Although BlackBerry hasn’t been a serious competitor to the iPhone in years, the UK phone trade-in website “Cash for phones comparison” has published some pretty damning statistics, showing just how massive the gulf is between the two “competitors.”
Only 8 percent of customers who traded in an old BlackBerry phone claimed any kind of loyalty to the brand, while an overwhelming majority of 66 percent decided to switch to an iPhone. However, it seems that these people weren’t looking so much to get a new iPhone as they were to get any iPhone — since 42.1 percent of respondees decided to ditch their trustworthy BlackBerry for an iPhone 4: a phone which was introduced all the way back in 2010.
BlackBerry has announced that it will not renew the T-Mobile (U.S.) license to sell its products when it expires on April 25 — ending a decade-plus relationship between the two companies.
“BlackBerry has had a positive relationship with T-Mobile for many years. Regretfully, at this time, our strategies are not complementary and we must act in the best interest of our BlackBerry customers,” said BlackBerry CEO John Chen in a statement.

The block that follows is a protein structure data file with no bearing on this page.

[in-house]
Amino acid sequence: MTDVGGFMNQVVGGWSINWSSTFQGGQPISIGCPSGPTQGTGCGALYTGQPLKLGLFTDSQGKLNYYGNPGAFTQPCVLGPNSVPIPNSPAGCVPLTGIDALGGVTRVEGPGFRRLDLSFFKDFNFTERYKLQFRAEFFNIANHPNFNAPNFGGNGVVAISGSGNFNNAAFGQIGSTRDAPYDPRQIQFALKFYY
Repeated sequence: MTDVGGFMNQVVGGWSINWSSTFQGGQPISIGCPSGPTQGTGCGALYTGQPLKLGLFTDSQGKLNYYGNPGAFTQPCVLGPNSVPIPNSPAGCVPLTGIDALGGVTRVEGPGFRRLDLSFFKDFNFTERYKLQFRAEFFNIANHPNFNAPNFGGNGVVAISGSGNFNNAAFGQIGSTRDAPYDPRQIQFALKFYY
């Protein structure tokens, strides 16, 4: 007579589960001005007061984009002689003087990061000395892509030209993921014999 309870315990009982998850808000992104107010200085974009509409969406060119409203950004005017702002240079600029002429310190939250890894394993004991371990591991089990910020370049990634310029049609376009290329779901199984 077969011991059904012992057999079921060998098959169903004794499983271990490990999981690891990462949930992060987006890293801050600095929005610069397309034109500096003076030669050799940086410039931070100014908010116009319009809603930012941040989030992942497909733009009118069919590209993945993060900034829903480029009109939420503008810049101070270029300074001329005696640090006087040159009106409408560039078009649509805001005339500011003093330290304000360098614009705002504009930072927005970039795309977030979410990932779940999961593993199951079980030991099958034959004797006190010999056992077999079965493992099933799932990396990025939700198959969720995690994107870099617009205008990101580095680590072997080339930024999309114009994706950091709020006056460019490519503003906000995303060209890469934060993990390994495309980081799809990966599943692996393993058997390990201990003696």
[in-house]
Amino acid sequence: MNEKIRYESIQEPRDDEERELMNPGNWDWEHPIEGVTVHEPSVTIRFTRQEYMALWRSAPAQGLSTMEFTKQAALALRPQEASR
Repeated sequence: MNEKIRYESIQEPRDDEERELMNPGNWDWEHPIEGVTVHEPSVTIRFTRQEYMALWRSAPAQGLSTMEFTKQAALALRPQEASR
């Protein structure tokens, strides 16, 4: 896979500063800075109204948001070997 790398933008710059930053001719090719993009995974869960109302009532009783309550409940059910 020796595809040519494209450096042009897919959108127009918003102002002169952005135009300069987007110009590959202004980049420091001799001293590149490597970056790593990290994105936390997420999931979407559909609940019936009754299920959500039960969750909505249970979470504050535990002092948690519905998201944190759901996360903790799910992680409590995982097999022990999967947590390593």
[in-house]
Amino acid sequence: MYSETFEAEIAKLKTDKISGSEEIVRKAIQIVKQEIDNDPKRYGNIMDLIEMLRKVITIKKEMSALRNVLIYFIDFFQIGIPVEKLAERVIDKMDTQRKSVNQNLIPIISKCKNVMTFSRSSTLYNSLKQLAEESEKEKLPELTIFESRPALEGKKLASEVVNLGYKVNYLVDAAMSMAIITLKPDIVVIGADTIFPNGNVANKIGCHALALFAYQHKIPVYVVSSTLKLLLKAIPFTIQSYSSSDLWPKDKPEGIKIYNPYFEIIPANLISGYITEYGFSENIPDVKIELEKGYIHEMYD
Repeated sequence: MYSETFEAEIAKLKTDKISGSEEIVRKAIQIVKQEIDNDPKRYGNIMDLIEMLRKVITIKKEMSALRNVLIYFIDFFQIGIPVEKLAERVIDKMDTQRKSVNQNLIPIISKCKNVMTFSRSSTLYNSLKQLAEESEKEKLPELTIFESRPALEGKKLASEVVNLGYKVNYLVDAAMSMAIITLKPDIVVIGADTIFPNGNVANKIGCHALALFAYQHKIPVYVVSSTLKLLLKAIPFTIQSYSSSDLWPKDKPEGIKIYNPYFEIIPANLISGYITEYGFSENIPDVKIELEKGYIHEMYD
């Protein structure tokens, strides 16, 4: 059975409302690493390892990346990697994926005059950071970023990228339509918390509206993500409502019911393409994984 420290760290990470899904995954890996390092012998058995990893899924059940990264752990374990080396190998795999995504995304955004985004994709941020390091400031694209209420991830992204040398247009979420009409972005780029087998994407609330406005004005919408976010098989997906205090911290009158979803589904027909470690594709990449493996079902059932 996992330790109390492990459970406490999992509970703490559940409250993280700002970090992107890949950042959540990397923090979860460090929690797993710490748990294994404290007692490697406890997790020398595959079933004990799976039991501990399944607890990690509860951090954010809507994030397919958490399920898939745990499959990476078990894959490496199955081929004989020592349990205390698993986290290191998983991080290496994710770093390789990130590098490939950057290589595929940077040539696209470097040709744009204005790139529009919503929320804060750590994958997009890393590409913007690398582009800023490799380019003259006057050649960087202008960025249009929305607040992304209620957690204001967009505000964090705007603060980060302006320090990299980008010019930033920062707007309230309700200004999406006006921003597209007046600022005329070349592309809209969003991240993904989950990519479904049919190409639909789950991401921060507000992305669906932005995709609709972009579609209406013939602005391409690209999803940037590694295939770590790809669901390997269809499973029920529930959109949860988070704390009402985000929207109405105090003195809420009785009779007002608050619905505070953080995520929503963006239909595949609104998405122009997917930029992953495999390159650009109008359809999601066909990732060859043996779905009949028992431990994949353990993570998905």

BlackBerry — the beleaguered Canadian smartphone maker that controls literally 0 percent U.S. market share — is now suing its own executives to prevent them from quitting their jobs and flocking to Apple. Really!
That’s not to say that the iPhone 5c’s sales are what Apple wants it to be. In the most recent quarterly earnings conference call, Tim Cook himself admitted that iPhone 5c demand “turned out to be different than we thought.” Even though the iPhone 5c is selling well according to the standards of the rest of the smartphone industry, you have to wonder if even for $100 less, people would really prever a colorful plastic iPhone 5c than a premium-feeling iPhone 5. Even people opting for year old miles are buying an iPhone to get a high-end product, and the major failing of the iPhone 5c seems to be the plastic just doesn’t satisfy that requirement. What do you think?
Apple designed CarPlay “from the ground up” to be the future of car dashboard systems. And while technology is still based on iOS, how it communicates with the car is another matter. CarPlay utilizes QNX, the leading platform in the growing “infotainment system industry” that is owned by none other than Blackberry.
Apple is listed as a partner on the QNX website. QNX runs the embedded systems in many vehicles, including luxury brands Apple has associated CarPlay with, like Mercedes.
Even BlackBerry CEO John Chen said that he was “outraged” by T-Mobile’s behavior.
As a make-good, the network operator has now said that it will offer any customer who wants to upgrade to a new device $250 for a BlackBerry phone — or $200 for any other smartphone, including the iPhone.